What: Georgia Peaches and Other Forbidden Fruit by Jaye Robin Brown
When: August 30th 2016
How: A copy of this novel was provided by HarperCollins for review via Edelweiss.
Joanna Gordon has been out and proud for years, but when her popular radio evangelist father remarries and decides to move all three of them from Atlanta to the more conservative Rome, Georgia, he asks Jo to do the impossible: to lie low for the rest of her senior year. And Jo reluctantly agrees.
Although it is (mostly) much easier for Jo to fit in as a straight girl, things get complicated when she meets Mary Carlson, the oh-so-tempting sister of her new friend at school. But Jo couldn’t possibly think of breaking her promise to her dad. Even if she’s starting to fall for the girl. Even if there’s a chance Mary Carlson might be interested in her, too. Right?
1) I don’t think I’ve ever read a novel where a character is both queer and religious, so to read about Joanna’s religion was something interesting and new to me. I really liked how she spoke of acceptance and love in terms of her Christianity. I think this book will be so important to teens and young adults and adults that are queer or questioning and also Christian (or religious in general, perhaps) because it speaks of acceptance and the meshing of these two aspects of a person’s life so beautifully.
2) The romance was sweet, and I loved how in love the two girls were, and how Mary Carlson was so passionate about being open and honest and in love with Joanna. The fact that the romantic and sexy times were not off the page or fade to black is a huge plus, and we need more LGBTQIAP+ books with this.
1) I wasn’t a huge fan of the entire premise of Georgia Peaches and Other Forbidden Fruit. The fact that Joanna’s father made out like he was oh so progressive and loved her and accepted her … and then asked her to pretend to be straight was something that I loathed. And I was somewhat disappointed in Joanna for going along with it. Sure, she wants her radio show so she can (hopefully) change Christian attitude towards queerness, but at the cost of her hiding her own queerness? It didn’t really weigh up for me.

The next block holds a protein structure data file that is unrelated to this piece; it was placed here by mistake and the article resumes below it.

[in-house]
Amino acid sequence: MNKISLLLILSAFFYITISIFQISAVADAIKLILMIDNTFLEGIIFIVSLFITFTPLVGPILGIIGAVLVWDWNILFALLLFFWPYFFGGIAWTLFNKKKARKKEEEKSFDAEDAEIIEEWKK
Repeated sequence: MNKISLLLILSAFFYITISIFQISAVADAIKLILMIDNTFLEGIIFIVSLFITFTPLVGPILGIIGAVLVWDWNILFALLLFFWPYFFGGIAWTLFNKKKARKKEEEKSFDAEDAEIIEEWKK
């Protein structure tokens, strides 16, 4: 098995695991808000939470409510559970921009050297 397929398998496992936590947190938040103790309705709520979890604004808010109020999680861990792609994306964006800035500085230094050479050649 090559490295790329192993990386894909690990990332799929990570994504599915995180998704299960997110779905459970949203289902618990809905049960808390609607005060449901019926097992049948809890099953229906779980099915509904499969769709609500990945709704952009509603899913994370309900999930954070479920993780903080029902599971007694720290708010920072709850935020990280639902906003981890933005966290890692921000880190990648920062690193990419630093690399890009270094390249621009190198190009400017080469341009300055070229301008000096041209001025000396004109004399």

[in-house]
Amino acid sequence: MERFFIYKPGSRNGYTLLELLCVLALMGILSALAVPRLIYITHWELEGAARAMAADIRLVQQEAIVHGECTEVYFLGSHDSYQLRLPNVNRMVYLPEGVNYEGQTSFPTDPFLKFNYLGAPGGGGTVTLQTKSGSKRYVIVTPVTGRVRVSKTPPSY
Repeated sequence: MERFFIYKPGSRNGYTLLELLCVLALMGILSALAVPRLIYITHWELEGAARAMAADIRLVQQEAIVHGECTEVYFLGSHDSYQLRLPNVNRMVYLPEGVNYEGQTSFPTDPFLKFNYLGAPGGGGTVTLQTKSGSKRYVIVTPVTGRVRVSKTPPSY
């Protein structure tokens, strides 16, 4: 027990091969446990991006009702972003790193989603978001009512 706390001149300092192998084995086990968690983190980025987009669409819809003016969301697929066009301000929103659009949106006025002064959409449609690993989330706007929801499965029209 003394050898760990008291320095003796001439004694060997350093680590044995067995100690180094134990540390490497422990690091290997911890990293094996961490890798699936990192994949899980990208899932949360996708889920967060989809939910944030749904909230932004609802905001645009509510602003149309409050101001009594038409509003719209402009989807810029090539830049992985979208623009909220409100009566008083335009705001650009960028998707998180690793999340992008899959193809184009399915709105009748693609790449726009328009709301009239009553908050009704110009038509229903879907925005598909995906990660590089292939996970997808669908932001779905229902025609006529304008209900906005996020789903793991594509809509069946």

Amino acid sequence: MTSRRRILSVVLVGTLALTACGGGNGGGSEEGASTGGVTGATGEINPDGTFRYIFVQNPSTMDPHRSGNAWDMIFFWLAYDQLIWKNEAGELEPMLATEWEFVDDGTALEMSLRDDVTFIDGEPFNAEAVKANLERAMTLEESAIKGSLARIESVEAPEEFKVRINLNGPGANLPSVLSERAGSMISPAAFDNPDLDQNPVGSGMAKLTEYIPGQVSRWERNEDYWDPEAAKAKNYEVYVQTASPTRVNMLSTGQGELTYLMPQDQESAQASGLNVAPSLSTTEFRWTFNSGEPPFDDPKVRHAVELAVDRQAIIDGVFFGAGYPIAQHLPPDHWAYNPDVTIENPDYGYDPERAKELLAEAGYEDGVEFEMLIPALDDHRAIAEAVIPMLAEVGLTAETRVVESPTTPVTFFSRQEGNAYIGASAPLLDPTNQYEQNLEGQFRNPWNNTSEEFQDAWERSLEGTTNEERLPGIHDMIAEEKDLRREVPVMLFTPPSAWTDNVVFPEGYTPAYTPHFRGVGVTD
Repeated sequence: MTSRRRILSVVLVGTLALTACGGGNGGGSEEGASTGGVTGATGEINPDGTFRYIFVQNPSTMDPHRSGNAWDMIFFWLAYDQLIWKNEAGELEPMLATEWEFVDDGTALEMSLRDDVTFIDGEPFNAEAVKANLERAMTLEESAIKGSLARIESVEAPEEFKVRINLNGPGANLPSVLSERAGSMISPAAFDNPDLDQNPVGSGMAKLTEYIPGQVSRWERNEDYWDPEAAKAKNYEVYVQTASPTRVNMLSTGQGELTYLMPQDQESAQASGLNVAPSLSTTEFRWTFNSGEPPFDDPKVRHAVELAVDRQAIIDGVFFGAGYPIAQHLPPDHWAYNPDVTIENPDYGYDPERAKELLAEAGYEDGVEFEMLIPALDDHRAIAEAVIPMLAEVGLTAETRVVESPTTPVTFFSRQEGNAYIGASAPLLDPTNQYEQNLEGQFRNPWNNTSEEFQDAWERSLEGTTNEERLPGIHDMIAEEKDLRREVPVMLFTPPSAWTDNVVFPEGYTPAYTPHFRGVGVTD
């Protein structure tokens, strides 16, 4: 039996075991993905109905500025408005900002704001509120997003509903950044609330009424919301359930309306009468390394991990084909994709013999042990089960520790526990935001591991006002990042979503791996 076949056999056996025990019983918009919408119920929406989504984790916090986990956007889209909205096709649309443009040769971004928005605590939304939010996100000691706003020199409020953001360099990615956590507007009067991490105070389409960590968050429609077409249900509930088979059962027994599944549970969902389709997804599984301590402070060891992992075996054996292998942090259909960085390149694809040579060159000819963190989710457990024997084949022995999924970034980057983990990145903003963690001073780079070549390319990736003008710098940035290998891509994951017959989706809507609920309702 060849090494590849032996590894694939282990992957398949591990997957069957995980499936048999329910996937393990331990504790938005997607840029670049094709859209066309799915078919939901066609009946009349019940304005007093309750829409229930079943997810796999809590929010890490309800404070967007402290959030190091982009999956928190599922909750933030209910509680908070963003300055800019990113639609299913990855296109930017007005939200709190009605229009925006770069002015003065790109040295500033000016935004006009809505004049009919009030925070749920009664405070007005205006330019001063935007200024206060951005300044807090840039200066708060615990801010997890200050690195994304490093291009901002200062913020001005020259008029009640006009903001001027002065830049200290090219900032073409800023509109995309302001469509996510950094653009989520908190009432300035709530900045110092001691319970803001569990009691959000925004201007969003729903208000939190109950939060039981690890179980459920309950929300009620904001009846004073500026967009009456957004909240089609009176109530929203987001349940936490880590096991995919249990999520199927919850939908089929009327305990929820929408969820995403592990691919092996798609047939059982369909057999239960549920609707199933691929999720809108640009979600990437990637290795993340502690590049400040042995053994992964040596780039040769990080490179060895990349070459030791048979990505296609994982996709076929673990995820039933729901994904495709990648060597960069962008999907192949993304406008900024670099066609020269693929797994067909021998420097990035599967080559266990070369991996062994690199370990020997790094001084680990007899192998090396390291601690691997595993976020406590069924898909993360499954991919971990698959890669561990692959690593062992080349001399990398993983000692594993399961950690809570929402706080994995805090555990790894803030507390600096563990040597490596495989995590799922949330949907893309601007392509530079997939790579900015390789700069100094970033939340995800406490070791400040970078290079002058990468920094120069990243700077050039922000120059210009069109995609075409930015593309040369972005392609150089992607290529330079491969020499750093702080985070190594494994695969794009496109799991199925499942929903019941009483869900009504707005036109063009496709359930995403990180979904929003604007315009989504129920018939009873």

2) Joanna was a character that I never really felt like I got to know when I was reading Georgia Peaches and Other Forbidden Fruit. All I know is that she’s gay, and she wants to have a radio show about Christianity and the youth of today. Yes, both of those things are important. But what about all the other facts to her personality? I never felt like they were unveiled, and to be honest I just wanted to know more about her. The only vibes I got from her were immaturity (she called her stepmother “Three” to her face because she was her father’s third wife. Wow. Just wow), and the willingness to change her personality because someone asked her to (as well as asking his daughter to hide her identity, Joanna’s father also wanted her to dress and act like all the other girls in town, too. And Joanna just … did).
3) Another thing that I wasn’t completely on board with was the bisexual erasure in this novel. For the most part the book is about Joanna falling for Mary Carlson. Mary Carlson is apparently into some jock guy, but sends flirty signals in Joanna’s direction. In questioning this Joanna thinks something along the lines of “she’s got to be gay”. Because girls can’t like boys and girls, right? It was just so disappointing to read that because Joanna is supposed to be such an awesome queer champion, and then jumps on the bi erasure train at the first chance she gets. This didn’t sit well with me at all.
4) When Joanna finds out that her stepmother is pregnant, she stalls on telling her family that she has a girlfriend. Because apparently that would make her stepmother miscarry. S e r i o u s l y? Like, I get that her pregnancy is kind of shaky, but the fact that Joanna didn’t put an end to her father’s demand that she hide her sexuality because of the stepmother and her baby seemed so ridiculous and farfetched to me.
Overall, I wasn’t in love with Georgia Peaches and Other Forbidden Fruit, but there were definitely aspects that I did enjoy.
© 2016, Chiara @ Books for a Delicate Eternity. All rights reserved.